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Avoiding Compressed Air Hazards

Compressors can present an explosion hazard and other dangers.

We use compressed air for a variety of things inside a facility. Most people are familiar with OSHA 1910.242, which requires that air hose nozzles be reduced to 30 psi when dead-ended.

However, there are other items that need to be maintained and checked to ensure employee safety. Besides cleaning, compressed air can be used for power tools, warning signals, and equipment control such as activating gauges.

Safety Issues

Employees who will be using compressed air need to protect their eyes, ears, and skin from injury. Safety glasses with side shields or goggles will protect the eyes. A face shield and hearing protection should be considered, where there may be chips of material that could become embedded in skin. Making sure that your arms and hands are covered will prevent that from happening. 

Always make sure that the hoses are in good condition. Look for wear or signs of misuse. The couplings must fit securely. There should be no forcing of coupling fittings. Plan for the unexpected.

If the hose or coupling were to fail, the hose could whip around and injure nearby workers. Can you secure the hose to minimize the length that would put others at risk?

Never allow employees to use compressed air to clean dust off of clothing. Horseplay with compressed air should be addressed as a dangerous and unsafe act. Be sure that the nozzle you are using will reduce air pressure to 30 psi when dead-ended.

The compressors that generate the plant air are pressure vessels and have a faceplate that includes performance parameters that need to be clearly legible. Do not paint over the faceplate. Plant air lines need to clearly be labeled “AIR” throughout the facility. Plant air is not the same as instrument air. Make sure that these two systems are kept separate. 


Compressed Air Permits

Some grain handling facilities use compressed air for cleaning, especially in inaccessible places. If you decide to use compressed air, you have to address the risks of putting grain dust in suspension. Using a Compressed Air Cleaning Permit is a systematic way to identify hazards and minimize the risks, in order to clean areas that are inaccessible.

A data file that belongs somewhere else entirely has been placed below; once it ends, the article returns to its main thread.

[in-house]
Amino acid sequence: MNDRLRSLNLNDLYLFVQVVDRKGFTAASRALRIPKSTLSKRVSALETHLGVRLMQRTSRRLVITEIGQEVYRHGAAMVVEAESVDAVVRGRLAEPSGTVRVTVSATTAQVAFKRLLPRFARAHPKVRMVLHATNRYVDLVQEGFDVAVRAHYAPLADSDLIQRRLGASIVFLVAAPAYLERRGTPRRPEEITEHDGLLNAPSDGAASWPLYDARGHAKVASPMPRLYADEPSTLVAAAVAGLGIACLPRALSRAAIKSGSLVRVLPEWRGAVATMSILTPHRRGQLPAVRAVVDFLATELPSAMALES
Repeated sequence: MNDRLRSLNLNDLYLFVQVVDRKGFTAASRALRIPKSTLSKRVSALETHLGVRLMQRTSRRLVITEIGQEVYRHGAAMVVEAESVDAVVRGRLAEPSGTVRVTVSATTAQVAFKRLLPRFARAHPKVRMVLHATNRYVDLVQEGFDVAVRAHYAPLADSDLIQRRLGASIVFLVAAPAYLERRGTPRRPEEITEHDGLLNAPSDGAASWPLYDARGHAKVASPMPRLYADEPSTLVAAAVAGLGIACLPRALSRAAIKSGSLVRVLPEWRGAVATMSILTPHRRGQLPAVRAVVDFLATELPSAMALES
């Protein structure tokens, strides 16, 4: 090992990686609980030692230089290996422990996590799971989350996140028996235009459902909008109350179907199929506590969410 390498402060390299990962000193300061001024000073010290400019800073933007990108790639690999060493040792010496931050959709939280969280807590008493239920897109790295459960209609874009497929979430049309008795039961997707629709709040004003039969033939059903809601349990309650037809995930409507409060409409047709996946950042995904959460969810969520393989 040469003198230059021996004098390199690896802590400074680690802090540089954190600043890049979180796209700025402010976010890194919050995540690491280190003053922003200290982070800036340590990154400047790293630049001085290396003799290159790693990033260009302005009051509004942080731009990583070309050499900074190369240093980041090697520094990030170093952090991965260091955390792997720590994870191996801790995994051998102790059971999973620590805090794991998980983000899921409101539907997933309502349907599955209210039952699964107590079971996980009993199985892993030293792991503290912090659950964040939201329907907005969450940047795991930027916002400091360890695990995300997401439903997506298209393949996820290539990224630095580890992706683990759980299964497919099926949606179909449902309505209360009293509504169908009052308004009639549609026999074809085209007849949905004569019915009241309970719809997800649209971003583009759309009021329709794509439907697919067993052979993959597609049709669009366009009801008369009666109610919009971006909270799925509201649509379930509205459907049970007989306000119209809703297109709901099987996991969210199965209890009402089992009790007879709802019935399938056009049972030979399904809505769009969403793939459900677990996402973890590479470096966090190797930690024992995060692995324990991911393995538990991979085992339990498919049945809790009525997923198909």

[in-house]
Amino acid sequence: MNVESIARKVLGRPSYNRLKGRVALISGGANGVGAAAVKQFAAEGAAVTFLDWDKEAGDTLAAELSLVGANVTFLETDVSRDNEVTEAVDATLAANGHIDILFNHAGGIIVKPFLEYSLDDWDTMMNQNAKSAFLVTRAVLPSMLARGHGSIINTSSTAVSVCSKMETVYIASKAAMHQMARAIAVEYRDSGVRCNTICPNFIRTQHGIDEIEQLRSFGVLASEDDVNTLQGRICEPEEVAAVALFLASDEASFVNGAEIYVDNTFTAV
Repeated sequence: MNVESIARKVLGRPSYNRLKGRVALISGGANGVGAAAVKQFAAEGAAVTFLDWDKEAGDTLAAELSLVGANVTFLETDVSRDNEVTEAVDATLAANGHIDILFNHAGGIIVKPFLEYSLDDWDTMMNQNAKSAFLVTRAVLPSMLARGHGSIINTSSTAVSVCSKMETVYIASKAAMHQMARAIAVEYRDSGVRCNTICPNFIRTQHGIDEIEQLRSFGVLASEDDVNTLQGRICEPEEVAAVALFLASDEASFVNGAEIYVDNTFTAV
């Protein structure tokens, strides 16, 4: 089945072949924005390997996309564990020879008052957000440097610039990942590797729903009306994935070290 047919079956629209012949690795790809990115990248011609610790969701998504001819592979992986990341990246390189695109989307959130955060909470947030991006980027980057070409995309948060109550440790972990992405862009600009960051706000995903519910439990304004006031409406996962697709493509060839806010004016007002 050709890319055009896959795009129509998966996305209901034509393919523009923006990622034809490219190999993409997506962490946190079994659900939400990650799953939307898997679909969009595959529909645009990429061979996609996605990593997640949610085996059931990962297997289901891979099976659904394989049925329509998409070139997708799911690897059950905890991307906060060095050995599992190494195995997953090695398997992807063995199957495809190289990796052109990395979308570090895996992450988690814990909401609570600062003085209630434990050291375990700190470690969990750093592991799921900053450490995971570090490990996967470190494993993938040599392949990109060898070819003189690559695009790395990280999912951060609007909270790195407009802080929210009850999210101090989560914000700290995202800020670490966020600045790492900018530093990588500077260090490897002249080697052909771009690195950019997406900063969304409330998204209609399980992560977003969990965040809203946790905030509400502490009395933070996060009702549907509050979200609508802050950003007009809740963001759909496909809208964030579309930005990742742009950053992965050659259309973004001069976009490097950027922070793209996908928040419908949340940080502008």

The first step in this process is to see if there is any other way to get the cleaning job done. If there is no other way, then you should identify the risks and address each one to minimize the possibility of an explosion. The permit should list the known areas of risks. All electrical boxes should be closed securely and equipment shut down completely.

Lighting and other essential equipment that has to remain energized must be rated properly and must be in good condition. Look for a broken conduit, and if you find one, get it repaired. Make sure that fire protection systems are working and that fire extinguishers are charged and ready to use.

Look for and address sources of ignition other than electrical such as hot bearings, hot surfaces, steam lines, etc. All employees who will be working in the area must be protected properly against airborne dust.

Use a permit to ensure that the risks are not overlooked. Have a second person review the permit. A second set of eyes may catch something that the first person missed or assumed was known to all. 

Source: Lynn Larsen is president of Safety Solutions Inc., a safety and equipment consulting firm, Knoxville, TN; 701-261-9587.


This Safety Tip of the Week is sponsored by: Electro-Sensors, Inc. 



This Safety Alert was published by Grain Journal, Decatur, IL ... 800-728-7511 ... website:

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Safety Tip of the Week is edited by Managing Editor Tucker Scharfenberg and published each Monday by Grain Journal, Decatur, IL

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